Women and trans/non-binary people are more likely to be big spenders, while men are more likely to want free content. Much of this increase is driven by younger people, who are more likely to be gender and racially diverse. One possible reason? While straight cis men have a lot of free content to choose from, options are more limited for women and the gender non-conforming.
Or maybe they just are more likely to value the work of Creators.
Conventional wisdom suggests that young adults don’t spend much money on adult content because they’re less likely to have disposable income. But that turns out to not always be true. Those aged 18-24 make up just 28% of the overall audience, and 21% of active consumers — people who are buying content.
The biggest overall spenders are younger millennials — those aged 25-34. Nearly half of all sales are made by those who are under 34, and 65% of all sales are made by those under 44!
For years, the adult industry has assumed that older consumers, particularly men, were driving sales. That’s not the case anymore if it ever was.
The media paints adult fans as lonely people who don’t have access to other outlets, but that couldn’t be further from the truth. While 45% of respondents were not currently in a relationship, that didn’t mean they weren’t sexually active. One in four people who reported being single (or divorced/widowed) also reported having sex with a partner several times a week or more.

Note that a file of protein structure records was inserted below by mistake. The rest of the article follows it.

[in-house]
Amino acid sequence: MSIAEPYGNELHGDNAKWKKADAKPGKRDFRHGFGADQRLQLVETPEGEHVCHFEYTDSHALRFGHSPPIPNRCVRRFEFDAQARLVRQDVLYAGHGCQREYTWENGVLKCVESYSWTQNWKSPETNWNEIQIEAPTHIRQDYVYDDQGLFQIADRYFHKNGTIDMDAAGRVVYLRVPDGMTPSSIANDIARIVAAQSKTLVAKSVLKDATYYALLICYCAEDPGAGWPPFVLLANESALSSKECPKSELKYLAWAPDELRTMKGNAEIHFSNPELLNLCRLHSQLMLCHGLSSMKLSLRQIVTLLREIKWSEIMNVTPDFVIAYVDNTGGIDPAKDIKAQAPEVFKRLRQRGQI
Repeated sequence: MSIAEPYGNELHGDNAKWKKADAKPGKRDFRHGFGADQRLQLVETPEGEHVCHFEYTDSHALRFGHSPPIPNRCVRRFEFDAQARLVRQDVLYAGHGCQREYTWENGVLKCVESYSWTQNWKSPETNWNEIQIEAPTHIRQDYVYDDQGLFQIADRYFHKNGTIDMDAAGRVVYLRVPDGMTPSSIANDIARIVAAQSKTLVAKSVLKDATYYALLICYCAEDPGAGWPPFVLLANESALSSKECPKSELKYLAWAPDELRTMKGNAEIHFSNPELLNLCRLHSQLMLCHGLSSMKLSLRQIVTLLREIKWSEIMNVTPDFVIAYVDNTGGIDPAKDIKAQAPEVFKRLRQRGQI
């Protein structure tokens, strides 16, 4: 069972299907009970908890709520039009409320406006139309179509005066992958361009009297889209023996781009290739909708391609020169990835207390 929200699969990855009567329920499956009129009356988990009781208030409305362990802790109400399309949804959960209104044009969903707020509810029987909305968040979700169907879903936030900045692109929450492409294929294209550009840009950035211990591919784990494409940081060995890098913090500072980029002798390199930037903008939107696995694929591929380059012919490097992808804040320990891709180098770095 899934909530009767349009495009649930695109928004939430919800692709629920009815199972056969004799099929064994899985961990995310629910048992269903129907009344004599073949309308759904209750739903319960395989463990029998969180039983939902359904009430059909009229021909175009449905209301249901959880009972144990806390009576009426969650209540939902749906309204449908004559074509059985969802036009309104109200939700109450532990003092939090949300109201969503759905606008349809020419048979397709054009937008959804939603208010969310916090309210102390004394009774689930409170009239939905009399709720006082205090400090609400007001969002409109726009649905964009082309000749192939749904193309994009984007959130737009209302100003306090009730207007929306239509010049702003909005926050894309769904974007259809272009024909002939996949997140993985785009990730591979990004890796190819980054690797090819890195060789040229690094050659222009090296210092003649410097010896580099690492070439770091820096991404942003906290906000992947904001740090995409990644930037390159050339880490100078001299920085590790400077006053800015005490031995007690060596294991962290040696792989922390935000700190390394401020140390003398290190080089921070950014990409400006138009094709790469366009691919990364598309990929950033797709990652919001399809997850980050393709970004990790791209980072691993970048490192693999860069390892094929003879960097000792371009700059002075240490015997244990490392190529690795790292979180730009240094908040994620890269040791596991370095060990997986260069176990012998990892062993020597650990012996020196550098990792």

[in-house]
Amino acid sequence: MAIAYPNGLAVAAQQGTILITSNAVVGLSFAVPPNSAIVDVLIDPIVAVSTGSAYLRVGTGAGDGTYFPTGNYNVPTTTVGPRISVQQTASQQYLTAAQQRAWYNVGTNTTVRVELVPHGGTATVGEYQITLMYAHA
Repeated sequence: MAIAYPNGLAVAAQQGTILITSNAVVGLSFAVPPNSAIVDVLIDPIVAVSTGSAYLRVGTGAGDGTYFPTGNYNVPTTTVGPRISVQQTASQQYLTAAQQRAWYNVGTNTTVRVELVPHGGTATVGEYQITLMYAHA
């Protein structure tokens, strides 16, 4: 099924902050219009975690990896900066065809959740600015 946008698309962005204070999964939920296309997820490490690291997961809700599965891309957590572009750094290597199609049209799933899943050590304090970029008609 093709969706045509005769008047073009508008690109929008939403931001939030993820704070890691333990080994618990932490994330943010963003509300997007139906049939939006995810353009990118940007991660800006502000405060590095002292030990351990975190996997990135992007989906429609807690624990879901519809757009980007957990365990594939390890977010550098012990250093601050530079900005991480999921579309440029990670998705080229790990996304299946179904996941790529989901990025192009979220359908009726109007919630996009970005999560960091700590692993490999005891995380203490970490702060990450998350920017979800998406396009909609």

In fact, those who spend money on adult content often have highly active sex lives. Nearly 60% of active consumers of those who purchase porn have reasonably active sex lives, and 40% report that they’re having sex several times a week or more. Again, this is a trend that intensifies at the higher spending levels.
People who have a lot of sex are more likely to spend money on porn. They value good sex, and invest in it! Those who aren’t getting laid are the ones most likely to expect it to be free. (Gee, I wonder why they’re not getting laid?)
The lesson? Don’t treat your fans like you’re their only option. It’s not that they can’t get sex, it’s that they can’t get enough of it.
Now, the bigger question: how to find these fans.
Not surprisingly, more than 40% of people who have bought Creator content cite social media as their biggest source of new accounts to follow or subscribe to. But tube sites are almost as important — and, more importantly, won’t ban your account for selling porn. (This is one of the reasons we started the xHamster Creator project, which creates a free, direct path from tube views to your “fan” site profile. Find out more here.)